She began dancing to the tune of “Khudni Ma’ek” and it became apparent that her moves were similar to those she had used in her Bedouin dances; but somehow it worked well for her. From time to time she would break out in a self-conscious giggle and I would assure her that she was doing very well. When I had finished my film, (in those days before videotapes, I used four minute 8mm film cassettes) I joined her in the dancing and she wanted me to show her some of my Egyptian movements. We had fun and agreed that during the forthcoming weeks we would each teach the other her dance.
Shortly after the eid el adha, an important feast day when lambs or sheep are slaughtered and a portion of the meat is given to the poor, the Minestere des Affaires Culturelles had arranged for Nabila and me to perform in a small town called Menzel Shaker. This was to be the first of a series of performances that I made with Nabila and the Ali Souissi musicians on what they referred to as a cultural exchange tour. Our group traveled to outlying towns and villages and put on a performance of folk music and dance. Six of us, plus Charbonny and the driver, met at the dar shaab (House of the People) with our luggage and piled into the back of a Mercedes van where there were no seats. In order to avoid sliding around during the long trip over bumpy roads, we had to sit tightly together. Charbonny of course, sat in front with the driver.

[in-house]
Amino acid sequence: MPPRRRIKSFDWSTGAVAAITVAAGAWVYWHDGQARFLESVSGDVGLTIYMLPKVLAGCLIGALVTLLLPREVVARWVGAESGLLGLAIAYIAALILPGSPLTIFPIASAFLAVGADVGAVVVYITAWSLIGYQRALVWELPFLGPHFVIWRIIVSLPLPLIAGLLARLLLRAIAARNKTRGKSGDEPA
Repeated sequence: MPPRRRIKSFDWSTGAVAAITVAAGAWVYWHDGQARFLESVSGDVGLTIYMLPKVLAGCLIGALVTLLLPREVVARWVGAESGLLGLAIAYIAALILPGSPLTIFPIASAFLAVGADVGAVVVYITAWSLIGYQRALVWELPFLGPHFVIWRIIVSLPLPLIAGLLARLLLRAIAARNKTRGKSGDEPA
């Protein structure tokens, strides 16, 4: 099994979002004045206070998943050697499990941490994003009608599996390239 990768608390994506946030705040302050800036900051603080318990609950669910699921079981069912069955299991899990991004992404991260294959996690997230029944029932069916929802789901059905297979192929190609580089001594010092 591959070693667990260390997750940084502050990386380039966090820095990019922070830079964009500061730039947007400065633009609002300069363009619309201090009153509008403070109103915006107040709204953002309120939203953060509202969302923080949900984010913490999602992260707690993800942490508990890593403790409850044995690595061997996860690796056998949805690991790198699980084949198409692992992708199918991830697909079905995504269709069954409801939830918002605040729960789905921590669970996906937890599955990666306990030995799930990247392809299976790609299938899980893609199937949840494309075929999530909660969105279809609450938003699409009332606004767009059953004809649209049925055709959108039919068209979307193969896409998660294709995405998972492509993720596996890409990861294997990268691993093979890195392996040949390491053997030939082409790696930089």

When we arrived in Menzal Shaker we needed to announce to the people that there was to be an evening of entertainment. In the past when there was a public performance of music and dance, the performers would make a procession through the town playing their instruments and dancing as they went to gather the townspeople and lead them to the area where the exhibition would take place. On these occasions as we circled through the towns, the driver played a record which was broadcast through a squawky speaker box. He would interrupt the music at intervals by announcing that there was to be a performance by the Ali Souissi group and the famous dancers Aisha from America and Nabila from Sfax.